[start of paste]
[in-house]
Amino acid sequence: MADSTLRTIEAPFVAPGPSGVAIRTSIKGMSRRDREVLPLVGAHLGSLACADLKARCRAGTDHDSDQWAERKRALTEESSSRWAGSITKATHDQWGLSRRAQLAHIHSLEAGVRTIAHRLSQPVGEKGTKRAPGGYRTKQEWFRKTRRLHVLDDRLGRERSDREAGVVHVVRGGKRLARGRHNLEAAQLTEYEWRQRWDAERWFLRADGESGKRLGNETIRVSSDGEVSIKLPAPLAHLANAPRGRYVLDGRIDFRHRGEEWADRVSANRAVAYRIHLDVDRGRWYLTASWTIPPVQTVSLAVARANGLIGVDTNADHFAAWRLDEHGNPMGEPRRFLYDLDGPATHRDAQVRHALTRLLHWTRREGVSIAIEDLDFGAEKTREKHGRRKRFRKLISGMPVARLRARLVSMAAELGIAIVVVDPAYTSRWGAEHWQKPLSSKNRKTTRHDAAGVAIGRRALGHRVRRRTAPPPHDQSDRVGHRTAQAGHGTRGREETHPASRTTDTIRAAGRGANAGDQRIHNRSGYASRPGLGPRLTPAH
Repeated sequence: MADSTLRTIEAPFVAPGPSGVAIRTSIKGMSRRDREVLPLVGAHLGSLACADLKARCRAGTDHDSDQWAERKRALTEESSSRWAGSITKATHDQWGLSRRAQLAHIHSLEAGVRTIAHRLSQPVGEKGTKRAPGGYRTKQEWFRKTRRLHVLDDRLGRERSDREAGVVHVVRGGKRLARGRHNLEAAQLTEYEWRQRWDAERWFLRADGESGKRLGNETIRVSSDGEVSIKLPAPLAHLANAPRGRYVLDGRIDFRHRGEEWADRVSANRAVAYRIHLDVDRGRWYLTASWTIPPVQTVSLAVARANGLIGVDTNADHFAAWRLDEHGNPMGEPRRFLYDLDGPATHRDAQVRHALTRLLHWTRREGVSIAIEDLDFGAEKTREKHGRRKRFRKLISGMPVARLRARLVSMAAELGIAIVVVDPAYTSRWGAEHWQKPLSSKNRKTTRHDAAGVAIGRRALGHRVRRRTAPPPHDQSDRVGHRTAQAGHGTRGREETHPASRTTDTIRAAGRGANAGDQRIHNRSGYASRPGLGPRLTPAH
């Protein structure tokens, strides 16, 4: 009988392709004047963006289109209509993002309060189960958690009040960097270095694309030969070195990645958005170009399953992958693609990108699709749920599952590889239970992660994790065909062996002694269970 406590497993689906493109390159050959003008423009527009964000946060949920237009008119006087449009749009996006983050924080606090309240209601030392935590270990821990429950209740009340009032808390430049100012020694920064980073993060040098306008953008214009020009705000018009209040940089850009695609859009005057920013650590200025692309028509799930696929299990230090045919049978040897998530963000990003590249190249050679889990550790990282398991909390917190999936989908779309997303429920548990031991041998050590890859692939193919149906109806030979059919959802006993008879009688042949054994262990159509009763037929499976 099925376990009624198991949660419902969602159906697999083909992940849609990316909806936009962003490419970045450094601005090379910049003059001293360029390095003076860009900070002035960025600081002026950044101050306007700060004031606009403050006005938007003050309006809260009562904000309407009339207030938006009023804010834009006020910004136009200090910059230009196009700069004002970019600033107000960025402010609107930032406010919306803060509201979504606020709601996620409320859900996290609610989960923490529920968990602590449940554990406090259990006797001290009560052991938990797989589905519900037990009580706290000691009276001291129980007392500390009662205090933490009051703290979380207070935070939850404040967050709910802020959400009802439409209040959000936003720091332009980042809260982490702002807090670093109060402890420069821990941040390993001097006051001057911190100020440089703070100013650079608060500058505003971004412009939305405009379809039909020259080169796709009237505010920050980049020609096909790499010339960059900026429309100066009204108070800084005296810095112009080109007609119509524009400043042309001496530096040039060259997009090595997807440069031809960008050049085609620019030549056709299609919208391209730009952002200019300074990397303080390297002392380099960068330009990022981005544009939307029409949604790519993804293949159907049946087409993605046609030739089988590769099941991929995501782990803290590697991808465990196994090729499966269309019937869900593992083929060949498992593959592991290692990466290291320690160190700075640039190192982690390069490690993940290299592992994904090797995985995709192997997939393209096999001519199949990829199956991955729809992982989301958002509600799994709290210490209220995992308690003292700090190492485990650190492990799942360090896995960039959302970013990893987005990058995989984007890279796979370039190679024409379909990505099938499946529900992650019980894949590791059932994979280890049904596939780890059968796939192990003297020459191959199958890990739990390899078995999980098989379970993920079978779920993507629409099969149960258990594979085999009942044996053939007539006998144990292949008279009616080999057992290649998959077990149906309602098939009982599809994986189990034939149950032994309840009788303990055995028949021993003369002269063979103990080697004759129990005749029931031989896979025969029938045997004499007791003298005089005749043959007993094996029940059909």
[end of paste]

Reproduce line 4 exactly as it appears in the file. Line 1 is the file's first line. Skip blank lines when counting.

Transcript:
């Protein structure tokens, strides 16, 4: 009988392709004047963006289109209509993002309060189960958690009040960097270095694309030969070195990645958005170009399953992958693609990108699709749920599952590889239970992660994790065909062996002694269970 406590497993689906493109390159050959003008423009527009964000946060949920237009008119006087449009749009996006983050924080606090309240209601030392935590270990821990429950209740009340009032808390430049100012020694920064980073993060040098306008953008214009020009705000018009209040940089850009695609859009005057920013650590200025692309028509799930696929299990230090045919049978040897998530963000990003590249190249050679889990550790990282398991909390917190999936989908779309997303429920548990031991041998050590890859692939193919149906109806030979059919959802006993008879009688042949054994262990159509009763037929499976 099925376990009624198991949660419902969602159906697999083909992940849609990316909806936009962003490419970045450094601005090379910049003059001293360029390095003076860009900070002035960025600081002026950044101050306007700060004031606009403050006005938007003050309006809260009562904000309407009339207030938006009023804010834009006020910004136009200090910059230009196009700069004002970019600033107000960025402010609107930032406010919306803060509201979504606020709601996620409320859900996290609610989960923490529920968990602590449940554990406090259990006797001290009560052991938990797989589905519900037990009580706290000691009276001291129980007392500390009662205090933490009051703290979380207070935070939850404040967050709910802020959400009802439409209040959000936003720091332009980042809260982490702002807090670093109060402890420069821990941040390993001097006051001057911190100020440089703070100013650079608060500058505003971004412009939305405009379809039909020259080169796709009237505010920050980049020609096909790499010339960059900026429309100066009204108070800084005296810095112009080109007609119509524009400043042309001496530096040039060259997009090595997807440069031809960008050049085609620019030549056709299609919208391209730009952002200019300074990397303080390297002392380099960068330009990022981005544009939307029409949604790519993804293949159907049946087409993605046609030739089988590769099941991929995501782990803290590697991808465990196994090729499966269309019937869900593992083929060949498992593959592991290692990466290291320690160190700075640039190192982690390069490690993940290299592992994904090797995985995709192997997939393209096999001519199949990829199956991955729809992982989301958002509600799994709290210490209220995992308690003292700090190492485990650190492990799942360090896995960039959302970013990893987005990058995989984007890279796979370039190679024409379909990505099938499946529900992650019980894949590791059932994979280890049904596939780890059968796939192990003297020459191959199958890990739990390899078995999980098989379970993920079978779920993507629409099969149960258990594979085999009942044996053939007539006998144990292949008279009616080999057992290649998959077990149906309602098939009982599809994986189990034939149950032994309840009788303990055995028949021993003369002269063979103990080697004759129990005749029931031989896979025969029938045997004499007791003298005089005749043959007993094996029940059909």